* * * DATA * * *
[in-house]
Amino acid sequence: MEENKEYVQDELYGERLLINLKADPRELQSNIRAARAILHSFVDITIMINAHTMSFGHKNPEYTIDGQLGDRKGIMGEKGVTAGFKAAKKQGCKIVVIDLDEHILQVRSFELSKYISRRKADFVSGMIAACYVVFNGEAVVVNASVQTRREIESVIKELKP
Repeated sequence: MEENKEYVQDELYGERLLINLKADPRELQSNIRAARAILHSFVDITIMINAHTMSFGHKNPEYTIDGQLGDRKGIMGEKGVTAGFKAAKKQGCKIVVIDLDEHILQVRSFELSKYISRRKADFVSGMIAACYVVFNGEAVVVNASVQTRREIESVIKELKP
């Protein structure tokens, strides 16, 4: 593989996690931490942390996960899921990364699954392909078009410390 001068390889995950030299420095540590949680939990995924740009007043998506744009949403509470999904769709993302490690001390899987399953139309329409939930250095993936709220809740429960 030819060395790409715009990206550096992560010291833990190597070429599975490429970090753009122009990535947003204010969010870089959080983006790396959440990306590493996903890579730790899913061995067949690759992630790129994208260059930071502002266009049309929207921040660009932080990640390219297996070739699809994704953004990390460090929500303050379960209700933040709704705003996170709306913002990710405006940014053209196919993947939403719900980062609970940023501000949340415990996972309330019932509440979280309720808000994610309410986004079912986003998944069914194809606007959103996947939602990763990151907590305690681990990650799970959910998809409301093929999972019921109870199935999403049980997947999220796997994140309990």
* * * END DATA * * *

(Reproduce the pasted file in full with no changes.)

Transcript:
[in-house]
Amino acid sequence: MEENKEYVQDELYGERLLINLKADPRELQSNIRAARAILHSFVDITIMINAHTMSFGHKNPEYTIDGQLGDRKGIMGEKGVTAGFKAAKKQGCKIVVIDLDEHILQVRSFELSKYISRRKADFVSGMIAACYVVFNGEAVVVNASVQTRREIESVIKELKP
Repeated sequence: MEENKEYVQDELYGERLLINLKADPRELQSNIRAARAILHSFVDITIMINAHTMSFGHKNPEYTIDGQLGDRKGIMGEKGVTAGFKAAKKQGCKIVVIDLDEHILQVRSFELSKYISRRKADFVSGMIAACYVVFNGEAVVVNASVQTRREIESVIKELKP
């Protein structure tokens, strides 16, 4: 593989996690931490942390996960899921990364699954392909078009410390 001068390889995950030299420095540590949680939990995924740009007043998506744009949403509470999904769709993302490690001390899987399953139309329409939930250095993936709220809740429960 030819060395790409715009990206550096992560010291833990190597070429599975490429970090753009122009990535947003204010969010870089959080983006790396959440990306590493996903890579730790899913061995067949690759992630790129994208260059930071502002266009049309929207921040660009932080990640390219297996070739699809994704953004990390460090929500303050379960209700933040709704705003996170709306913002990710405006940014053209196919993947939403719900980062609970940023501000949340415990996972309330019932509440979280309720808000994610309410986004079912986003998944069914194809606007959103996947939602990763990151907590305690681990990650799970959910998809409301093929999972019921109870199935999403049980997947999220796997994140309990």